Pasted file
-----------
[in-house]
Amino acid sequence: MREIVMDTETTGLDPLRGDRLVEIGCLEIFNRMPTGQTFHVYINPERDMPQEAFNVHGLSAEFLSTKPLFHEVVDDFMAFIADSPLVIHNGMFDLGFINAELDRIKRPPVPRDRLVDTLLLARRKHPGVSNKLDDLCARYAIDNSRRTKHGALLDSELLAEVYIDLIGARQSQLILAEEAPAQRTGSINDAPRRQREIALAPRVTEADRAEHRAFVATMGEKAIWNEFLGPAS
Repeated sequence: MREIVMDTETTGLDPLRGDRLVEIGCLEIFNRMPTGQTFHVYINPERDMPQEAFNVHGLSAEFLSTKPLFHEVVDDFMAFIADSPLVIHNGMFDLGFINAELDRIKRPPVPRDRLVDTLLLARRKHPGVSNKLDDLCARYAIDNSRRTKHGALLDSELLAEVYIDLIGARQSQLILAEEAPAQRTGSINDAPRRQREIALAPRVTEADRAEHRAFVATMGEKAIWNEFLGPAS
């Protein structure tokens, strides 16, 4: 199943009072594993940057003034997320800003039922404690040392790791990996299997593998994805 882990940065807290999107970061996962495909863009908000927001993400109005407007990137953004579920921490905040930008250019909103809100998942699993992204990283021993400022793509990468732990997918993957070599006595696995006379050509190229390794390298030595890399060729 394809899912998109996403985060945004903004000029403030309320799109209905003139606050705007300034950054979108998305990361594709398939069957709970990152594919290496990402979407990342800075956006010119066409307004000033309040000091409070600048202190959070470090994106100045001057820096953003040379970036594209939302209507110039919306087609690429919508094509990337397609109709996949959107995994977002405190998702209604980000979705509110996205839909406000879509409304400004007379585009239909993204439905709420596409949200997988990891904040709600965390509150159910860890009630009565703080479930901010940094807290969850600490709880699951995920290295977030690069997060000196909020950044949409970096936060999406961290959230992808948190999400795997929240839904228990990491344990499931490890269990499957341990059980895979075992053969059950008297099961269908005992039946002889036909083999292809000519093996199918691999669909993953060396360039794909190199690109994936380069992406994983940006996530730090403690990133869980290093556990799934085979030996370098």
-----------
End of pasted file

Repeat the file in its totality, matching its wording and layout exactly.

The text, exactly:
[in-house]
Amino acid sequence: MREIVMDTETTGLDPLRGDRLVEIGCLEIFNRMPTGQTFHVYINPERDMPQEAFNVHGLSAEFLSTKPLFHEVVDDFMAFIADSPLVIHNGMFDLGFINAELDRIKRPPVPRDRLVDTLLLARRKHPGVSNKLDDLCARYAIDNSRRTKHGALLDSELLAEVYIDLIGARQSQLILAEEAPAQRTGSINDAPRRQREIALAPRVTEADRAEHRAFVATMGEKAIWNEFLGPAS
Repeated sequence: MREIVMDTETTGLDPLRGDRLVEIGCLEIFNRMPTGQTFHVYINPERDMPQEAFNVHGLSAEFLSTKPLFHEVVDDFMAFIADSPLVIHNGMFDLGFINAELDRIKRPPVPRDRLVDTLLLARRKHPGVSNKLDDLCARYAIDNSRRTKHGALLDSELLAEVYIDLIGARQSQLILAEEAPAQRTGSINDAPRRQREIALAPRVTEADRAEHRAFVATMGEKAIWNEFLGPAS
């Protein structure tokens, strides 16, 4: 199943009072594993940057003034997320800003039922404690040392790791990996299997593998994805 882990940065807290999107970061996962495909863009908000927001993400109005407007990137953004579920921490905040930008250019909103809100998942699993992204990283021993400022793509990468732990997918993957070599006595696995006379050509190229390794390298030595890399060729 394809899912998109996403985060945004903004000029403030309320799109209905003139606050705007300034950054979108998305990361594709398939069957709970990152594919290496990402979407990342800075956006010119066409307004000033309040000091409070600048202190959070470090994106100045001057820096953003040379970036594209939302209507110039919306087609690429919508094509990337397609109709996949959107995994977002405190998702209604980000979705509110996205839909406000879509409304400004007379585009239909993204439905709420596409949200997988990891904040709600965390509150159910860890009630009565703080479930901010940094807290969850600490709880699951995920290295977030690069997060000196909020950044949409970096936060999406961290959230992808948190999400795997929240839904228990990491344990499931490890269990499957341990059980895979075992053969059950008297099961269908005992039946002889036909083999292809000519093996199918691999669909993953060396360039794909190199690109994936380069992406994983940006996530730090403690990133869980290093556990799934085979030996370098």